American owners toiling for success
Like the aging of a loved one, the decline of a big sports team is hard to watch. The name still resonates, the stadium remains historical. The hard-won trophies and the songs and memories are still there, but something is fundamentally changed. The performances never get better, only worse.
Fenway Sports Group has two of these situations to deal with, and now must wonder if it’s spreading itself too thin. In America, the Boston Red Sox have fallen after recent success. Meanwhile in England, Liverpool F.C. yearns for a return to glory.
The teams’ plights shed a harsh light not merely on its managers and front office, but on its American ownership too – the Fenway Sports Group, which also owns the Red Sox. An unflattering pattern is emerging.
Liverpool has arguably been in decline since its late-70s and 1980s' dominance, when it won the European Cup (now the Champions League) four times and the First Division (now the Premier League) 10 times. But the club long remained relevant, attracting world-class talent and managing to remain competitive, even if it was no longer a powerhouse.
Like Liverpool, the Red Sox are faltering. In spite of a $173 million payroll, the third-highest in baseball, this mutinous bunch is eight games out of the playoffs with less than 40 games to go – a near-impossible proposition in the suffocating American League East. Manager Bobby Valentine, once lauded for his ability to keep the peace in the clubhouse, is forever on the verge of being fired for allowing the season to descend into chaos.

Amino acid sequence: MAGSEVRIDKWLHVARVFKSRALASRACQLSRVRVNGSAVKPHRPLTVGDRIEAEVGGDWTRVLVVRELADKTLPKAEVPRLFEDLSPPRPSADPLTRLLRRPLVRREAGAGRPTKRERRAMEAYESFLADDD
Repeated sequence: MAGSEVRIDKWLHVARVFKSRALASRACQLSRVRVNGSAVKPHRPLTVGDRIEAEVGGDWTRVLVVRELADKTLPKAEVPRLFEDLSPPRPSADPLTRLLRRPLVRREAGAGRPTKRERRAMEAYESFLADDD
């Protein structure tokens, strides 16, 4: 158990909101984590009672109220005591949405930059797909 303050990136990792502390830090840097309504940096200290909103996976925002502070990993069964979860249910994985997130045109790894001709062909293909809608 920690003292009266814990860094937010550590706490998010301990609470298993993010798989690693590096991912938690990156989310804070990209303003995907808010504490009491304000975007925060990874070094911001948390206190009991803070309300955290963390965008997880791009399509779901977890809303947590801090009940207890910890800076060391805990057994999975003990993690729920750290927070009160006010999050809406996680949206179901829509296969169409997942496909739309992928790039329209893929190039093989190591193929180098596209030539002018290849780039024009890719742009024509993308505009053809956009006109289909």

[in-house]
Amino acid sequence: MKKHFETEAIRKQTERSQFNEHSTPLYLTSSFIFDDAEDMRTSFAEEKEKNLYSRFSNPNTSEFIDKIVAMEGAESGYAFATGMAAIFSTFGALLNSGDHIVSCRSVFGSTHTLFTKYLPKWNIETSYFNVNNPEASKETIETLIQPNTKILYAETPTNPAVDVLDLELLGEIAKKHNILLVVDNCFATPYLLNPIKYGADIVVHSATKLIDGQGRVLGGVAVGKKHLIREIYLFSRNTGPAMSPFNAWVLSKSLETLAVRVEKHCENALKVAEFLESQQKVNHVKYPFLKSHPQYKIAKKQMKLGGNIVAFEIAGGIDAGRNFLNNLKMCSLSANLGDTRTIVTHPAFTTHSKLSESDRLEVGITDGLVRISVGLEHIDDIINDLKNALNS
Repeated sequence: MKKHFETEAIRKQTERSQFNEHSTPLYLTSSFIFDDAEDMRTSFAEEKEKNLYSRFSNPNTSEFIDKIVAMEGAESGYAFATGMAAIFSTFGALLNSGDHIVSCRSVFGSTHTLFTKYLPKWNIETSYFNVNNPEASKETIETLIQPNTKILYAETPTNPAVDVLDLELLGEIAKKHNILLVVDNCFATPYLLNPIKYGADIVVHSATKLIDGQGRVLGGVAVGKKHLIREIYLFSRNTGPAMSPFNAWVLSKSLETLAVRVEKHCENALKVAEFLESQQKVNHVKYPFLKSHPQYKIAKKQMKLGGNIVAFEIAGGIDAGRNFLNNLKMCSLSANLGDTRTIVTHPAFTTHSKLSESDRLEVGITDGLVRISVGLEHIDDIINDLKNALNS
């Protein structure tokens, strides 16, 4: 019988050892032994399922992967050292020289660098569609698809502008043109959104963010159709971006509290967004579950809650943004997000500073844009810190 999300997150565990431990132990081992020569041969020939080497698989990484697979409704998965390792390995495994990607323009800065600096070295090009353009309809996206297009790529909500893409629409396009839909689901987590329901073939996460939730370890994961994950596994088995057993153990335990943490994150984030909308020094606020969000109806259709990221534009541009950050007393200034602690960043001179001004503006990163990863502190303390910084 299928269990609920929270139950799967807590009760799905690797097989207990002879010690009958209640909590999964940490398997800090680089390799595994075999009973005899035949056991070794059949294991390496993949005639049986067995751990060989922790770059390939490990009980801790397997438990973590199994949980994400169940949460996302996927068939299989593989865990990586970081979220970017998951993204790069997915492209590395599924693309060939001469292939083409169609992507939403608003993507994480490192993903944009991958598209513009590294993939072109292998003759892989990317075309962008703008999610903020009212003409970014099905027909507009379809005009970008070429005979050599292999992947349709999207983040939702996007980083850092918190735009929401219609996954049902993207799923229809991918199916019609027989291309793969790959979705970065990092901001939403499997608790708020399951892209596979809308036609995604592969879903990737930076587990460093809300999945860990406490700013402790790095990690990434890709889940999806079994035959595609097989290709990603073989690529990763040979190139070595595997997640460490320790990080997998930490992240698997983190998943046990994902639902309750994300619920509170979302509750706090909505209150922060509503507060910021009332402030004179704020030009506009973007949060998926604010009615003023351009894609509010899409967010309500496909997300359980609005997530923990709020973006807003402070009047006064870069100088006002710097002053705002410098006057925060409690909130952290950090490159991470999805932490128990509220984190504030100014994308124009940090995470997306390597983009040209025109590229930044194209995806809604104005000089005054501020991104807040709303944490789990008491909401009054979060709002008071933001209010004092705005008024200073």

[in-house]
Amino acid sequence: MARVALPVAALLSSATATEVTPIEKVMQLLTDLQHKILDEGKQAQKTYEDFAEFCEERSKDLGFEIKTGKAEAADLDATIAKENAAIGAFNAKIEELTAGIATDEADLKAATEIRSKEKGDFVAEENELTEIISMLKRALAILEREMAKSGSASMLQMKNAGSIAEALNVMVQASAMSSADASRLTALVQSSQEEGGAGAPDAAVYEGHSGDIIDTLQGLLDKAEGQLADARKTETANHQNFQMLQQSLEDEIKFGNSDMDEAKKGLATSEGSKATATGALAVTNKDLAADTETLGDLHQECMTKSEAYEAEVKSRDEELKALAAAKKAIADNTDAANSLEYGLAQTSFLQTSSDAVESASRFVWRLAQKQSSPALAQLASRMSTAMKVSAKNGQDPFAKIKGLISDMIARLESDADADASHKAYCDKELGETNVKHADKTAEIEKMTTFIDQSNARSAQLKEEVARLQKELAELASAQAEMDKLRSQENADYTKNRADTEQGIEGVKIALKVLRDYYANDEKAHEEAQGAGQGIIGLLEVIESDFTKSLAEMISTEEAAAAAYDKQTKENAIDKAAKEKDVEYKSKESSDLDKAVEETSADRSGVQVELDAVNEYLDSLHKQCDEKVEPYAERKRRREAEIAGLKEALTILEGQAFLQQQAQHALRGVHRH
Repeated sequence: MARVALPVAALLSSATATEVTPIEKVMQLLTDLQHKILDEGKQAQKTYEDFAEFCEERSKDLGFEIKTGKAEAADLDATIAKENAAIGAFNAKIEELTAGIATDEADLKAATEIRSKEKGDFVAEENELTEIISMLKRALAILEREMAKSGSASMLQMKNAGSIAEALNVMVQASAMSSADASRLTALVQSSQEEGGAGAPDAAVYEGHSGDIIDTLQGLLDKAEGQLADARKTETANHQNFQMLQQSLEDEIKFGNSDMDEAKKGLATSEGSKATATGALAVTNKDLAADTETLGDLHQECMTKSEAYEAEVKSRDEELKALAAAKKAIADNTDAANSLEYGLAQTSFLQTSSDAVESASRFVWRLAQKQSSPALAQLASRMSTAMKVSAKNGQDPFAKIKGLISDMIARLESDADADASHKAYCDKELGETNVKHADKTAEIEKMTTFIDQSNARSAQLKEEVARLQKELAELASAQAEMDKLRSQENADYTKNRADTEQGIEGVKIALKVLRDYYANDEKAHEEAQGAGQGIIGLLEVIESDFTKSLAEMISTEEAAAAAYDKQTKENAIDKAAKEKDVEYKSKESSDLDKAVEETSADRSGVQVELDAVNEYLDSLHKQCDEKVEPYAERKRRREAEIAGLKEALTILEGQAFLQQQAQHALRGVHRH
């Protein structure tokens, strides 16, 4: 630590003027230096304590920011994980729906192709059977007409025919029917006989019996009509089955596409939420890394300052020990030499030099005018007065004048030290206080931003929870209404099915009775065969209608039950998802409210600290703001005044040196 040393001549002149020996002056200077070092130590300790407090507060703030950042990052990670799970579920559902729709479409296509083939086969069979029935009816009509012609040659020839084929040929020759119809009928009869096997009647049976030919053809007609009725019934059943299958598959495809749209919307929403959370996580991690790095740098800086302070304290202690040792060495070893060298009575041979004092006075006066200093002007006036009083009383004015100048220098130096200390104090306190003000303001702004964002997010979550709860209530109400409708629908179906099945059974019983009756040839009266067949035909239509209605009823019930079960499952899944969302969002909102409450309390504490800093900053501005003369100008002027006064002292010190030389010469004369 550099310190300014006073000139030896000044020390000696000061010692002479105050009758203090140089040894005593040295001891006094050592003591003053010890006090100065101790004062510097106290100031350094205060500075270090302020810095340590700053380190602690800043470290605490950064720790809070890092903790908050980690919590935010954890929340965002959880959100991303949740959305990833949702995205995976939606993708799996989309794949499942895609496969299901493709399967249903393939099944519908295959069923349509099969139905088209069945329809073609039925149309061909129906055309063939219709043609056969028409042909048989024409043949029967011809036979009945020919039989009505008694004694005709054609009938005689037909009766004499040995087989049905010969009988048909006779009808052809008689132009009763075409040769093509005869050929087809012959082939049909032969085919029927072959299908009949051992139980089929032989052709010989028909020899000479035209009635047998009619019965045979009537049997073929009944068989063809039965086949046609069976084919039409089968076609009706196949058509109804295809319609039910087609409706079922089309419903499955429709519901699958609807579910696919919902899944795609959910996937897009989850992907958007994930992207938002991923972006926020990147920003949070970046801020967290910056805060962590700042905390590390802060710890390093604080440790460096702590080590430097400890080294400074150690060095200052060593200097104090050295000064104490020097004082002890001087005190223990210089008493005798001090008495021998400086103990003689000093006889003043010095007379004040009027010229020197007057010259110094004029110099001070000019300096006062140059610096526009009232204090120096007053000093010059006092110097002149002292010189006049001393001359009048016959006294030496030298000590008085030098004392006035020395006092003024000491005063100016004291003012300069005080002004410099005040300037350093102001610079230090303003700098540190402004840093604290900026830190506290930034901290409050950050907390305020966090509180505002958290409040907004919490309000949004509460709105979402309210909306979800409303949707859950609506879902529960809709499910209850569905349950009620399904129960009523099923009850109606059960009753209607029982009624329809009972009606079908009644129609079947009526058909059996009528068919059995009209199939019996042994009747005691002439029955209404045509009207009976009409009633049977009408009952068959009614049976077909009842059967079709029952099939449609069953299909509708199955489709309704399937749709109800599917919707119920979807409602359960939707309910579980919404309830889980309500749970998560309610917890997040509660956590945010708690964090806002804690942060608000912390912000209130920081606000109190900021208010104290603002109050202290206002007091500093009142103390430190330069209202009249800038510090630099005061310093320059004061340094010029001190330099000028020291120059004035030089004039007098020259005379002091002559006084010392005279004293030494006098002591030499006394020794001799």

This isn’t so dissimilar from Liverpool, which has spent extravagantly on new players but whose controversial Uruguayan striker Luis Suarez has kept the club in the headlines for all the wrong reasons over the past year. Both iconic red-clad harbor town clubs with their beloved old stadiums and incomprehensibly loyal fans live on the brink of mayhem. Liverpool’s season may be just one game old, but it already threatens to turn into disaster.
Judging by the way most other American ownership groups who have also controlled major sports franchises stateside have fared, yes, Fenway has spread itself too thinly. The evidence suggests that the energy and ability required to make both a Premier League team and a US franchise perform well at the same time is elusive.
The disaster at Anfield has been some time in the making. Two years ago, Roy Hodgson, an über-English manager who preferred a workmanlike and badly outdated 4-4-2 system, replaced Rafa Benitez, whose tactical savvy and modern approach won the club its last piece of serious silverware, the 2004-05 Champions League, and got it to the 2006-07 final. After posting an intolerable 7-9-4 record, which had the club languishing in the bottom half of the standings and even dropping into the relegation zone for three weeks, Hodgson was relieved of his duties in January.
'King' Kenny Dalglish, who led the club to three English championships in the late 1980s, replaced him. Dalglish hadn’t managed a club in more than a decade, and somewhat understandably went back to doing the stuff he’d done in his last spell with the club. It worked for a little bit — salvaging a sixth place for the 2010-11 season — until it didn’t, the game having long since surpassed his notions of it. Liverpool placed eighth in 2011-12. Humiliatingly, even its little brother cross-town rivals Everton did better.